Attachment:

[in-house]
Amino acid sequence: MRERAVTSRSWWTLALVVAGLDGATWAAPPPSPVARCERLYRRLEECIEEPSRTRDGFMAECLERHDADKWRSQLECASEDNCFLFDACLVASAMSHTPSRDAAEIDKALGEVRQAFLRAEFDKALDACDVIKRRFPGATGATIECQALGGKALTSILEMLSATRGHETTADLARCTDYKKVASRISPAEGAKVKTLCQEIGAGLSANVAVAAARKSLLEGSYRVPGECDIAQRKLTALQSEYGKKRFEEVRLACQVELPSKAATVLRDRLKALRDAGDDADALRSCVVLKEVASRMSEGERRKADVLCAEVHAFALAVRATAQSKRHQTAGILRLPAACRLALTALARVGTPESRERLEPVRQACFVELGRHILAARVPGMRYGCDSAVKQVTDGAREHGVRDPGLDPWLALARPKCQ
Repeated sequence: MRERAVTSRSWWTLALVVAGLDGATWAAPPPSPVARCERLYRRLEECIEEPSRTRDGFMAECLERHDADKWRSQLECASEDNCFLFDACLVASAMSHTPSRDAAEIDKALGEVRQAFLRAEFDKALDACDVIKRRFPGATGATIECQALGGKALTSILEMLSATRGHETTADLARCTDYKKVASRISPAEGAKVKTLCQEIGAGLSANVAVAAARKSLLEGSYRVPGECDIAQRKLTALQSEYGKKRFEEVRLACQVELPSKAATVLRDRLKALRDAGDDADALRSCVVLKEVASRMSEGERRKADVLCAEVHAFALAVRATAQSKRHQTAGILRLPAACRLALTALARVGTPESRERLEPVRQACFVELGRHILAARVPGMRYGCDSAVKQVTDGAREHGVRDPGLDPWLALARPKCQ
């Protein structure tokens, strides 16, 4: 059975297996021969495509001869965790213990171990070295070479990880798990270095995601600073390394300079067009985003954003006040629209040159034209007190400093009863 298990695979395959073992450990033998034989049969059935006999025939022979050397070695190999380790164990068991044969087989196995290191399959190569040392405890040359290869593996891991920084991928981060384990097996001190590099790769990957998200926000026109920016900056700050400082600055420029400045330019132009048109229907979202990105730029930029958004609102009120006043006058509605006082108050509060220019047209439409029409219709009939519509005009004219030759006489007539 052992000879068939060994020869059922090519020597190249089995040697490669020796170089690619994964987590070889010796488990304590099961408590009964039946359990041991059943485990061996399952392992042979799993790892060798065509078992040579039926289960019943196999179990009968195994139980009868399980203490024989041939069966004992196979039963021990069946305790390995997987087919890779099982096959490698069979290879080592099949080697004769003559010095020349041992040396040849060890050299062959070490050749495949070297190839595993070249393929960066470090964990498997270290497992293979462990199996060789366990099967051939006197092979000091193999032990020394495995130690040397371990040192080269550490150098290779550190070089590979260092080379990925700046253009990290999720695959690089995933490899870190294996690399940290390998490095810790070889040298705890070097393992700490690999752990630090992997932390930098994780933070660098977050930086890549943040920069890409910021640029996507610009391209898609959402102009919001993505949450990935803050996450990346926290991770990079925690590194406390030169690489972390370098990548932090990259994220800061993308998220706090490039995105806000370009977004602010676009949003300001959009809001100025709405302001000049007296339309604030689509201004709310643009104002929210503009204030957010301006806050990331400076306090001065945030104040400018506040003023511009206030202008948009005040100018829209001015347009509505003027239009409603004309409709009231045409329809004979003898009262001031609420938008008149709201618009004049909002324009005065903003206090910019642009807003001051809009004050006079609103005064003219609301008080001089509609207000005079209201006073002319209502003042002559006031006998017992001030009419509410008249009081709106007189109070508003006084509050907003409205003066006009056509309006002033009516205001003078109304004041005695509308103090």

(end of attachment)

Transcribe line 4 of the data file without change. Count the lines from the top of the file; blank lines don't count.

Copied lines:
């Protein structure tokens, strides 16, 4: 059975297996021969495509001869965790213990171990070295070479990880798990270095995601600073390394300079067009985003954003006040629209040159034209007190400093009863 298990695979395959073992450990033998034989049969059935006999025939022979050397070695190999380790164990068991044969087989196995290191399959190569040392405890040359290869593996891991920084991928981060384990097996001190590099790769990957998200926000026109920016900056700050400082600055420029400045330019132009048109229907979202990105730029930029958004609102009120006043006058509605006082108050509060220019047209439409029409219709009939519509005009004219030759006489007539 052992000879068939060994020869059922090519020597190249089995040697490669020796170089690619994964987590070889010796488990304590099961408590009964039946359990041991059943485990061996399952392992042979799993790892060798065509078992040579039926289960019943196999179990009968195994139980009868399980203490024989041939069966004992196979039963021990069946305790390995997987087919890779099982096959490698069979290879080592099949080697004769003559010095020349041992040396040849060890050299062959070490050749495949070297190839595993070249393929960066470090964990498997270290497992293979462990199996060789366990099967051939006197092979000091193999032990020394495995130690040397371990040192080269550490150098290779550190070089590979260092080379990925700046253009990290999720695959690089995933490899870190294996690399940290390998490095810790070889040298705890070097393992700490690999752990630090992997932390930098994780933070660098977050930086890549943040920069890409910021640029996507610009391209898609959402102009919001993505949450990935803050996450990346926290991770990079925690590194406390030169690489972390370098990548932090990259994220800061993308998220706090490039995105806000370009977004602010676009949003300001959009809001100025709405302001000049007296339309604030689509201004709310643009104002929210503009204030957010301006806050990331400076306090001065945030104040400018506040003023511009206030202008948009005040100018829209001015347009509505003027239009409603004309409709009231045409329809004979003898009262001031609420938008008149709201618009004049909002324009005065903003206090910019642009807003001051809009004050006079609103005064003219609301008080001089509609207000005079209201006073002319209502003042002559006031006998017992001030009419509410008249009081709106007189109070508003006084509050907003409205003066006009056509309006002033009516205001003078109304004041005695509308103090």